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  13. Letters to the Editor.Peg Brand, Myles Brand, G. E. M. Anscombe, Donald Davidson, John M. Dolan, Peter T. Geach, Thomas Nagel, Barry R. Gross, Nebojsa Kujundzic, Jon K. Mills, Richard J. McGowan, Jennifer Uleman, John D. Musselman, James S. Stramel & Parker English - 1995 - Proceedings and Addresses of the American Philosophical Association 69 (2):119 - 131.
    Co-authored letter to the APA to take a lead role in the recognition of teaching in the classroom, based on the participation in an interdisciplinary Conference on the Role of Advocacy in the Classroom back in 1995. At the time of this writing, the late Myles Brand was the President of Indiana University and a member of the IU Department of Philosophy.
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  14. Can Children Withhold Consent to Treatment.John Devereux, Donna Dickenson & D. P. H. Jones - 1993 - British Medical Journal 306 (6890):1459-1461.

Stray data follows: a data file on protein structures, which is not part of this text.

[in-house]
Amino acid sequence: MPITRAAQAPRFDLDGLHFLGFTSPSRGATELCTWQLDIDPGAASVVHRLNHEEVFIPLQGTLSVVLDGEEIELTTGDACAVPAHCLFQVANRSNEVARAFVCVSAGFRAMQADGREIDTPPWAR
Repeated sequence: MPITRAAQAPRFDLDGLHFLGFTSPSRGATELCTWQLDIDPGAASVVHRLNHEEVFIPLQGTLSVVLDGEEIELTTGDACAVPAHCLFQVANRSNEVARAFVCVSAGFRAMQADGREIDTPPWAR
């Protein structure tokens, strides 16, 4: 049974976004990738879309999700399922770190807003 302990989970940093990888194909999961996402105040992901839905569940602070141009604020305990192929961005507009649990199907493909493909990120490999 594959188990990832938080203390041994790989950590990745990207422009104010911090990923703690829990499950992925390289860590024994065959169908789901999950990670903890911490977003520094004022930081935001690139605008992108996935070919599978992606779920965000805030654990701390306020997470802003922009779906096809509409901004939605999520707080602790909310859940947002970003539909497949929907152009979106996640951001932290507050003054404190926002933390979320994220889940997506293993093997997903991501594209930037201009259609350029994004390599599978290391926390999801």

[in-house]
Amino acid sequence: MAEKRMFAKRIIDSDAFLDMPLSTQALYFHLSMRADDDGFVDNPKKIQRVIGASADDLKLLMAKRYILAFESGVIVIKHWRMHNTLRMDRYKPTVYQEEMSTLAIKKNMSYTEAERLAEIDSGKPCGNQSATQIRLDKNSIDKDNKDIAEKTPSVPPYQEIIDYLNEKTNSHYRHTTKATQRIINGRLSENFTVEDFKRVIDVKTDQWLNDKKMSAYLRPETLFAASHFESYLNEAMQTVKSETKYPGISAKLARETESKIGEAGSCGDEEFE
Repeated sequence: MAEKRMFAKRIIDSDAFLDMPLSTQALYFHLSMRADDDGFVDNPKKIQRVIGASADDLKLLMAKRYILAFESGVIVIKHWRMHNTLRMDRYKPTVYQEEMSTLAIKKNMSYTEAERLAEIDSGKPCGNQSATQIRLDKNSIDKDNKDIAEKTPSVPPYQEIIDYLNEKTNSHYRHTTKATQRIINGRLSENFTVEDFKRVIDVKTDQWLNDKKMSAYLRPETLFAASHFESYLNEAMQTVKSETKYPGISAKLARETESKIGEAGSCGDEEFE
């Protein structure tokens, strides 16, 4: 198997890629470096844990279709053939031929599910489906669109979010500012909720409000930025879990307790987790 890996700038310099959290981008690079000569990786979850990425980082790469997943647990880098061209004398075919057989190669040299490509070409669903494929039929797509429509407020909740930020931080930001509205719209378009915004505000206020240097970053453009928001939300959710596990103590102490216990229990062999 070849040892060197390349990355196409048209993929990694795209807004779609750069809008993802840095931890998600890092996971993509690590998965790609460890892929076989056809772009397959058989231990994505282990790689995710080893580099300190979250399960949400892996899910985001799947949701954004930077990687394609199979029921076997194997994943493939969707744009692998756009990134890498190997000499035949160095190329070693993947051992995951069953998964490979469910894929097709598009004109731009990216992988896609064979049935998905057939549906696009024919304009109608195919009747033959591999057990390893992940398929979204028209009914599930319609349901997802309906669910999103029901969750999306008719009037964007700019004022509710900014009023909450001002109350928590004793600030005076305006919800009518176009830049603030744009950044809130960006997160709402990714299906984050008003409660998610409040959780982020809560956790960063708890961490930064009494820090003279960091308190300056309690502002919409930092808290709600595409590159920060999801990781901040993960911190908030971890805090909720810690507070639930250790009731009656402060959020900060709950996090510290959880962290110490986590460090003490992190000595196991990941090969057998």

A dilemma exists when a doctor is faced with a child or young person who refuses medically indicated treatment. The Gillick case has been interpreted by many to mean that a child of sufficient age and intelligence could validly consent or refuse consent to treatment. Recent decisions of the Court of Appeal on a child's refusal of medical treatment have clouded the issue and undermined the spirit of the Gillick decision and the Children Act 1989. It is now the case (...)
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  15. The Hunting of the SNaRC: A Snarky Solution to the Species Problem.Brent D. Mishler & John S. Wilkins - 2018 - Philosophy, Theory, and Practice in Biology 10 (1).